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Q&A: Lessons Learned from Delploying Docker into Production

Q&A: Lessons Learned from Delploying Docker into Production

Last week, I had the pleasure of hosting a webinar sharing everything from tips and tricks to challenges and watch outs from our experience deploying and running more than 4,000 Docker containers in production. I personally especially enjoyed the productive Q&A session.

In case you missed out last week, you can still watch the recorded version here. And because you all asked so many really good questions, I've compiled the answers to some of the most asked Docker questions right here.

Q: Can you recommend a good source that compares and contrasts each of the Docker tools, especially one that explains how it relates (or overlaps) other tools?

A. There is a GitHub project that describes most of the tools in the Docker ecosystem and compares them.

Q. What’s the best way for the containers to talk to each other over the network - something like Weave or Libnet?

A. Weave is pretty awesome. One of the other things included in Docker 1.7 is Core Docker Networking, which is from the guys from SocketPlane, and that's going to allow you interhost networking. Once again, it's still going to be at the user level like something like Weave -- but it's pretty smooth. Docker 1.8 is supposed to add a much better user experience around networking. I'm going to say that the improvements that Docker’s really made around networking and interhost networking are really going to start shining in the 1.8.

Q. Is Docker compose a way to define relationships (links) between Docker containers, so that we can deploy a container that contains a web service, api, database instance, and these will be auto linked (defined) through the composer file?

A. Yes. The Docker Compose file will link your containers for you. You can define those links in those environment variables inside of your Docker Compose file.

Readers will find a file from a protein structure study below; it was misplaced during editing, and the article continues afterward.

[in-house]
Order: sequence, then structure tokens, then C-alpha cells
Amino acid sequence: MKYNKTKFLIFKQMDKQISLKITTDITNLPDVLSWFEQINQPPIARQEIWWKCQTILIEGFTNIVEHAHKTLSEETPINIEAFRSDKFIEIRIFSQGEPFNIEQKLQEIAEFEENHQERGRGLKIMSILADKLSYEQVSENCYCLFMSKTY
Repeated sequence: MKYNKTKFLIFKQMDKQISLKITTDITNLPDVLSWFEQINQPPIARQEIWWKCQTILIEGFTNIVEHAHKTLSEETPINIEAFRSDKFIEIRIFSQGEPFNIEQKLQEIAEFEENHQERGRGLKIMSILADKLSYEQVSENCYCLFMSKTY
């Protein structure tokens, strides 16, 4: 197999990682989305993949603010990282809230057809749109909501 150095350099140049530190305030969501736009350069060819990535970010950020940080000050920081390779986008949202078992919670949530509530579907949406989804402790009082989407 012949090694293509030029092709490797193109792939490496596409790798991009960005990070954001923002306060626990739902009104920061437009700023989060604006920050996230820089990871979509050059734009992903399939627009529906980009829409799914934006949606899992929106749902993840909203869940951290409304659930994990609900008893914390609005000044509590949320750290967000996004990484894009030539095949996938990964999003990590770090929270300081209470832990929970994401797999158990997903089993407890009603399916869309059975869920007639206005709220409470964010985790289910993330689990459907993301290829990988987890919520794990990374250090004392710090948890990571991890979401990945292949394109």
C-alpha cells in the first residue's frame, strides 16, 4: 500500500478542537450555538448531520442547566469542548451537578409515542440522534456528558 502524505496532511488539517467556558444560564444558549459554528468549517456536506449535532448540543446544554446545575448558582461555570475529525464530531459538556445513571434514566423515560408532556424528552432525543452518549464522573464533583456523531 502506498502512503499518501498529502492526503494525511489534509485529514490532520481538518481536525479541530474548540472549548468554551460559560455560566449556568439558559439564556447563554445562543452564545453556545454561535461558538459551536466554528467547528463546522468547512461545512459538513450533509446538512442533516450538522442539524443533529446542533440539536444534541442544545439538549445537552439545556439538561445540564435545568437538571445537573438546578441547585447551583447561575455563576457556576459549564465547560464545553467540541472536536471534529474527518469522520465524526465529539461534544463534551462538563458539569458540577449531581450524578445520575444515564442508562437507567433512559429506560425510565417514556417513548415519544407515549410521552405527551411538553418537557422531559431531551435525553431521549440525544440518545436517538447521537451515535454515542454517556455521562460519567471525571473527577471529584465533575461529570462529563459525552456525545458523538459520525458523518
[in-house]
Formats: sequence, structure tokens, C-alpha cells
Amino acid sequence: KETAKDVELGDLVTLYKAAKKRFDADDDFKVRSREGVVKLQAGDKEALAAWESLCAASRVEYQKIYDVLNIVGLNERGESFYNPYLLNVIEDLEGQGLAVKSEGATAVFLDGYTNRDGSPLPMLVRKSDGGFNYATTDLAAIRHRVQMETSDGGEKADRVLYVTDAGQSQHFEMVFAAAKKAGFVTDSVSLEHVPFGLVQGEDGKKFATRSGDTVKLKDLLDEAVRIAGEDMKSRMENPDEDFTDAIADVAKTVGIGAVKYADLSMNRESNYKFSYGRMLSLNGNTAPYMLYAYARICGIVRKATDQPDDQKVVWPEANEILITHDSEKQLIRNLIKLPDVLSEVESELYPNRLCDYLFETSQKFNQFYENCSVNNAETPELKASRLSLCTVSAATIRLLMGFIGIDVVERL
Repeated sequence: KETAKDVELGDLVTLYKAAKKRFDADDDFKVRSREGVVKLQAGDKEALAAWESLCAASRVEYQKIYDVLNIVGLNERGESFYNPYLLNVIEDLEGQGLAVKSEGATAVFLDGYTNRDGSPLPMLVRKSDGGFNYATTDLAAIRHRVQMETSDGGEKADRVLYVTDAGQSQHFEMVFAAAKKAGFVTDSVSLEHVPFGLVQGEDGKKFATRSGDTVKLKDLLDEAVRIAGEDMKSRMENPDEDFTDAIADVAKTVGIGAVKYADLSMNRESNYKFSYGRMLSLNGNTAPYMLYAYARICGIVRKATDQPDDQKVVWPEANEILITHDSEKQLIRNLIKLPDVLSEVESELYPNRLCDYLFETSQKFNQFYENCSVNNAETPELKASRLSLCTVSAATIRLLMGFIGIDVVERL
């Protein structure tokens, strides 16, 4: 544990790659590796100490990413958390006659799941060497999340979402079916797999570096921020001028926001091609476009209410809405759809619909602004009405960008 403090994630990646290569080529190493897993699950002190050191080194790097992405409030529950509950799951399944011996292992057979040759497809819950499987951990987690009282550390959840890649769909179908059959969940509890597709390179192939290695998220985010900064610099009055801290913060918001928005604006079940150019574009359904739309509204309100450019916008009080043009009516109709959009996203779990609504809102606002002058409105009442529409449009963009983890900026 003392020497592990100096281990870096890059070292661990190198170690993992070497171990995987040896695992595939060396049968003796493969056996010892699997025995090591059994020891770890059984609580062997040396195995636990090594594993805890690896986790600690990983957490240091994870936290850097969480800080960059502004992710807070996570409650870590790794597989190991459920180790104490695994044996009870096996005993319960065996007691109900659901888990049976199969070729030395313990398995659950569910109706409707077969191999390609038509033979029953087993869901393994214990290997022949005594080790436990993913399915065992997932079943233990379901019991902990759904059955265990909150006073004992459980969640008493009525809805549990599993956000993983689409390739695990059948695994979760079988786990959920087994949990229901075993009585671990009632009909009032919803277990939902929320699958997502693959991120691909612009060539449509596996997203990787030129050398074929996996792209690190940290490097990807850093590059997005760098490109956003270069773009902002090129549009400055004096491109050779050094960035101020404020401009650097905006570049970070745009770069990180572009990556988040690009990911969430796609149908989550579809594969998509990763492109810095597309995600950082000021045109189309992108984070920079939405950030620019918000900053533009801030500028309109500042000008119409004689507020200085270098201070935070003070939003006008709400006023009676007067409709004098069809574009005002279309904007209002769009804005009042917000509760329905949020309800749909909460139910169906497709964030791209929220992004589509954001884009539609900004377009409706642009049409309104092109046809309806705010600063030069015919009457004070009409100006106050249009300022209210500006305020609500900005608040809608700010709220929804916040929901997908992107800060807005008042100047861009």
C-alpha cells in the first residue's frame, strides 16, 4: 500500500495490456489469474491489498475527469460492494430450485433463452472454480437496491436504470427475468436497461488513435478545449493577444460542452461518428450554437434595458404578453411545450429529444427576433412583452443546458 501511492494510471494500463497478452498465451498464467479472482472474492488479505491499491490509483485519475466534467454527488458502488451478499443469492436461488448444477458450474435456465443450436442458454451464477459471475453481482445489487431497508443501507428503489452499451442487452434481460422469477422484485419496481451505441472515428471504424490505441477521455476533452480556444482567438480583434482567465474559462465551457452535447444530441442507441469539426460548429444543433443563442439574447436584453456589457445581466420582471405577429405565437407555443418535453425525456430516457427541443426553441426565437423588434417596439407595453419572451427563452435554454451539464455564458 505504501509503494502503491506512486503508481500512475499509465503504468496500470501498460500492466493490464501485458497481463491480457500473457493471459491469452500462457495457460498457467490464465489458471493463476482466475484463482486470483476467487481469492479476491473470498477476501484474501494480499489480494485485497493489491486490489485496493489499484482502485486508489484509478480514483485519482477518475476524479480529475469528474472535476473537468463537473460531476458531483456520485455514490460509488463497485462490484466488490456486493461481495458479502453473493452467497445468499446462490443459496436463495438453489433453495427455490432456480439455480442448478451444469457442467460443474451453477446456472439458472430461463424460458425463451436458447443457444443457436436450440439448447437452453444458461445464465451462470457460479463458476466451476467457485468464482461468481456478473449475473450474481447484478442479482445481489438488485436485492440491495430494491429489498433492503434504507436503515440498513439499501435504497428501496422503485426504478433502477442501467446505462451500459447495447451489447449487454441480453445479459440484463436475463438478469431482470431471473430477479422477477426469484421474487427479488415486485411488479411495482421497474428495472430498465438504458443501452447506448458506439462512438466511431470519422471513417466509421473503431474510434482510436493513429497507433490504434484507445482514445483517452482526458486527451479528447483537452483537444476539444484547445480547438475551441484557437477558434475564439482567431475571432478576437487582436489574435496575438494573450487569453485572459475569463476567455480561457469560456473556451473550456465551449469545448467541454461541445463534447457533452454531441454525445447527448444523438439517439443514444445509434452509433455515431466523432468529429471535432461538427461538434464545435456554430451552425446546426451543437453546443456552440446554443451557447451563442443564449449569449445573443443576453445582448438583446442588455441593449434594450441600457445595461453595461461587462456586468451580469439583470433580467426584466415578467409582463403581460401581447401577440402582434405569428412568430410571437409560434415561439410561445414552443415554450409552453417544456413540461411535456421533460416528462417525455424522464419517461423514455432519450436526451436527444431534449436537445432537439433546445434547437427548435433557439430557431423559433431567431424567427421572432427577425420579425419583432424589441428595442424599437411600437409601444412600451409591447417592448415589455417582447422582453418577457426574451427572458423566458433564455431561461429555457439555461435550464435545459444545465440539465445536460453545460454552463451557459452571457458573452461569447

Q. What are the major differences between apt-get UPGRADE and apt-get UPDATE?

A. Apt-get upgrade is going to upgrade the entire system to the latest version of all packages that are installed. Apt-get update just goes out and makes sure that the cache and the sources where you're going to download the packages from are up-to-date. Upgrade is going to upgrade packages, update is just to make sure that the source where you’re pulling the packages from becomes the latest.

Q. In a production environment, why would you not want to upgrade apt-get packages? A. The hard part becomes -- if you start a upgrading every package inside of a container, you can get packages that are not essential to your pipeline. You can also run into issues with unprivileged containers. Your base image “should” have all of the upgraded packages already taken care of for you. I agree with you, you would want to upgrade as many packages to the latest as possible. Some folks find it easier to simply inherit from ubuntu:latest to make sure they’re getting the latest security updates.

Watch the full recording here and tweet us your questions @OnModulus #DeploymentChat.

What is Xervo?

Xervo makes deploying applications in the public cloud or your own data center easy. Node.js, PHP, Java, Python, Nginx, and MongoDB supported. Full Docker support included in Enterprise version. It’s free to get started.

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